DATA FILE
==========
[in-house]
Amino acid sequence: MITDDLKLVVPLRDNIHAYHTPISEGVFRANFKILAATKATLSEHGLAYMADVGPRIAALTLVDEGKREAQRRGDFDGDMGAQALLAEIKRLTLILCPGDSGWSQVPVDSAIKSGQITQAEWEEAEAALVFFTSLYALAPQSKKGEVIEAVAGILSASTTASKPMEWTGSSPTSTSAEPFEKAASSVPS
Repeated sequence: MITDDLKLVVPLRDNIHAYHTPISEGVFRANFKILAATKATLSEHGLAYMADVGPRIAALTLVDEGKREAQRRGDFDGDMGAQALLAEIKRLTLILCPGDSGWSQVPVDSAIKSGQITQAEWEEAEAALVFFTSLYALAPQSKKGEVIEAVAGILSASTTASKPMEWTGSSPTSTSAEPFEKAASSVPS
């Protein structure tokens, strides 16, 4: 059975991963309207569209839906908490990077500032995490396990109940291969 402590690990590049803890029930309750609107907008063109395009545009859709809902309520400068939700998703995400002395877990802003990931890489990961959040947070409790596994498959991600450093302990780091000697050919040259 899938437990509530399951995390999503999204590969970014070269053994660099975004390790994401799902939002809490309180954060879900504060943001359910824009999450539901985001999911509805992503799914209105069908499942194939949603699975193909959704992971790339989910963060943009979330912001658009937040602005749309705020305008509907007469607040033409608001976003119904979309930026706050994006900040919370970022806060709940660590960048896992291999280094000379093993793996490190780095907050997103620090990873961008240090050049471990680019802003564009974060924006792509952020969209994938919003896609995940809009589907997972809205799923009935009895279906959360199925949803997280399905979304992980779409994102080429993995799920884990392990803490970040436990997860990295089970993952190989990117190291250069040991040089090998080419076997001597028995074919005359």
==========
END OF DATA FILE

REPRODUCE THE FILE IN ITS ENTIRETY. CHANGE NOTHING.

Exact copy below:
[in-house]
Amino acid sequence: MITDDLKLVVPLRDNIHAYHTPISEGVFRANFKILAATKATLSEHGLAYMADVGPRIAALTLVDEGKREAQRRGDFDGDMGAQALLAEIKRLTLILCPGDSGWSQVPVDSAIKSGQITQAEWEEAEAALVFFTSLYALAPQSKKGEVIEAVAGILSASTTASKPMEWTGSSPTSTSAEPFEKAASSVPS
Repeated sequence: MITDDLKLVVPLRDNIHAYHTPISEGVFRANFKILAATKATLSEHGLAYMADVGPRIAALTLVDEGKREAQRRGDFDGDMGAQALLAEIKRLTLILCPGDSGWSQVPVDSAIKSGQITQAEWEEAEAALVFFTSLYALAPQSKKGEVIEAVAGILSASTTASKPMEWTGSSPTSTSAEPFEKAASSVPS
């Protein structure tokens, strides 16, 4: 059975991963309207569209839906908490990077500032995490396990109940291969 402590690990590049803890029930309750609107907008063109395009545009859709809902309520400068939700998703995400002395877990802003990931890489990961959040947070409790596994498959991600450093302990780091000697050919040259 899938437990509530399951995390999503999204590969970014070269053994660099975004390790994401799902939002809490309180954060879900504060943001359910824009999450539901985001999911509805992503799914209105069908499942194939949603699975193909959704992971790339989910963060943009979330912001658009937040602005749309705020305008509907007469607040033409608001976003119904979309930026706050994006900040919370970022806060709940660590960048896992291999280094000379093993793996490190780095907050997103620090990873961008240090050049471990680019802003564009974060924006792509952020969209994938919003896609995940809009589907997972809205799923009935009895279906959360199925949803997280399905979304992980779409994102080429993995799920884990392990803490970040436990997860990295089970993952190989990117190291250069040991040089090998080419076997001597028995074919005359």